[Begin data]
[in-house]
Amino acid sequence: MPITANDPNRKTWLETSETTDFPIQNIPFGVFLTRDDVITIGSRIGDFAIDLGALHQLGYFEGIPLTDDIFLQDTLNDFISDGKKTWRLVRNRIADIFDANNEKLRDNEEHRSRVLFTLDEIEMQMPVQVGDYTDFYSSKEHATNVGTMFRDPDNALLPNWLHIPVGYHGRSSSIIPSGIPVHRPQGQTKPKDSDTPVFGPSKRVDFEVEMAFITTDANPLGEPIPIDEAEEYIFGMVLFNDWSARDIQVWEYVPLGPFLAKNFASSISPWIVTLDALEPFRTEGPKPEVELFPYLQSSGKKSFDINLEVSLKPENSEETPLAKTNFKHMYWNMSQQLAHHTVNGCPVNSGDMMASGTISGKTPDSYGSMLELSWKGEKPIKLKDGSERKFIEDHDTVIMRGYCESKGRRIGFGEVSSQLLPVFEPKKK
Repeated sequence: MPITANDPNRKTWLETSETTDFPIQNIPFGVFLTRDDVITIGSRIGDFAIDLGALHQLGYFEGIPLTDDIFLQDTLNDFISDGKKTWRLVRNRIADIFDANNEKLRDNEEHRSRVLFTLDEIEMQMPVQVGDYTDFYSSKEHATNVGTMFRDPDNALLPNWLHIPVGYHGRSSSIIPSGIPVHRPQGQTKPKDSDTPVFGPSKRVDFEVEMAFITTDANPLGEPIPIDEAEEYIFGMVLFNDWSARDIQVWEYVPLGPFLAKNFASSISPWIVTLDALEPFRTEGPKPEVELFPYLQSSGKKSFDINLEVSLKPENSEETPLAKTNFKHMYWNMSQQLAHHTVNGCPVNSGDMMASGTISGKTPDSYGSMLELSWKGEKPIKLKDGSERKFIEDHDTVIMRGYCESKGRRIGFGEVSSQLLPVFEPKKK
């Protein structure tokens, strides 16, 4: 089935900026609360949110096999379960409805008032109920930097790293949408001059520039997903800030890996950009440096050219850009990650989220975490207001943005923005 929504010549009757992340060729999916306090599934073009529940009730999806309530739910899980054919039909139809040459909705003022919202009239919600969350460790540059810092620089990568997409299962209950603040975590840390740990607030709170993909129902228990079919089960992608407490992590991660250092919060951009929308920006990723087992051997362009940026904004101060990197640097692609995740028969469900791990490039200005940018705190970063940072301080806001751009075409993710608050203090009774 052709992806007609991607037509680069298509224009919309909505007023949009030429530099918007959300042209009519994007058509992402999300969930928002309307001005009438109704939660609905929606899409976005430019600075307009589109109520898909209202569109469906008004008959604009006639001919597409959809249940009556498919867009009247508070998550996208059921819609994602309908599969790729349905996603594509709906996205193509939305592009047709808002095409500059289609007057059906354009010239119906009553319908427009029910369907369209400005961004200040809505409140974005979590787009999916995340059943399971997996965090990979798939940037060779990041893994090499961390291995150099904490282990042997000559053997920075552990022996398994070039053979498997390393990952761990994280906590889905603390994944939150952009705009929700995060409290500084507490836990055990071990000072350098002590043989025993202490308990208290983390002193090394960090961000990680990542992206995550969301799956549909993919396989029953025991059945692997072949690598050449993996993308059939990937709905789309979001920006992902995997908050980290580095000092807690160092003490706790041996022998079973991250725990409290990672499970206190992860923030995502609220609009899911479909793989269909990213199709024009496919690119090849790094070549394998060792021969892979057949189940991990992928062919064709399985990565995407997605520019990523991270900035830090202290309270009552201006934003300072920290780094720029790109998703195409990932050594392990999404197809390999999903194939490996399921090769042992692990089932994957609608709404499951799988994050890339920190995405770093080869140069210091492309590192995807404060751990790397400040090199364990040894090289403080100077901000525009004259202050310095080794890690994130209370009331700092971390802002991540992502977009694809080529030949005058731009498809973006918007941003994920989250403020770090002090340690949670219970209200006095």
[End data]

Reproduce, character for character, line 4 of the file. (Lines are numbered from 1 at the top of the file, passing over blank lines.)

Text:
């Protein structure tokens, strides 16, 4: 089935900026609360949110096999379960409805008032109920930097790293949408001059520039997903800030890996950009440096050219850009990650989220975490207001943005923005 929504010549009757992340060729999916306090599934073009529940009730999806309530739910899980054919039909139809040459909705003022919202009239919600969350460790540059810092620089990568997409299962209950603040975590840390740990607030709170993909129902228990079919089960992608407490992590991660250092919060951009929308920006990723087992051997362009940026904004101060990197640097692609995740028969469900791990490039200005940018705190970063940072301080806001751009075409993710608050203090009774 052709992806007609991607037509680069298509224009919309909505007023949009030429530099918007959300042209009519994007058509992402999300969930928002309307001005009438109704939660609905929606899409976005430019600075307009589109109520898909209202569109469906008004008959604009006639001919597409959809249940009556498919867009009247508070998550996208059921819609994602309908599969790729349905996603594509709906996205193509939305592009047709808002095409500059289609007057059906354009010239119906009553319908427009029910369907369209400005961004200040809505409140974005979590787009999916995340059943399971997996965090990979798939940037060779990041893994090499961390291995150099904490282990042997000559053997920075552990022996398994070039053979498997390393990952761990994280906590889905603390994944939150952009705009929700995060409290500084507490836990055990071990000072350098002590043989025993202490308990208290983390002193090394960090961000990680990542992206995550969301799956549909993919396989029953025991059945692997072949690598050449993996993308059939990937709905789309979001920006992902995997908050980290580095000092807690160092003490706790041996022998079973991250725990409290990672499970206190992860923030995502609220609009899911479909793989269909990213199709024009496919690119090849790094070549394998060792021969892979057949189940991990992928062919064709399985990565995407997605520019990523991270900035830090202290309270009552201006934003300072920290780094720029790109998703195409990932050594392990999404197809390999999903194939490996399921090769042992692990089932994957609608709404499951799988994050890339920190995405770093080869140069210091492309590192995807404060751990790397400040090199364990040894090289403080100077901000525009004259202050310095080794890690994130209370009331700092971390802002991540992502977009694809080529030949005058731009498809973006918007941003994920989250403020770090002090340690949670219970209200006095």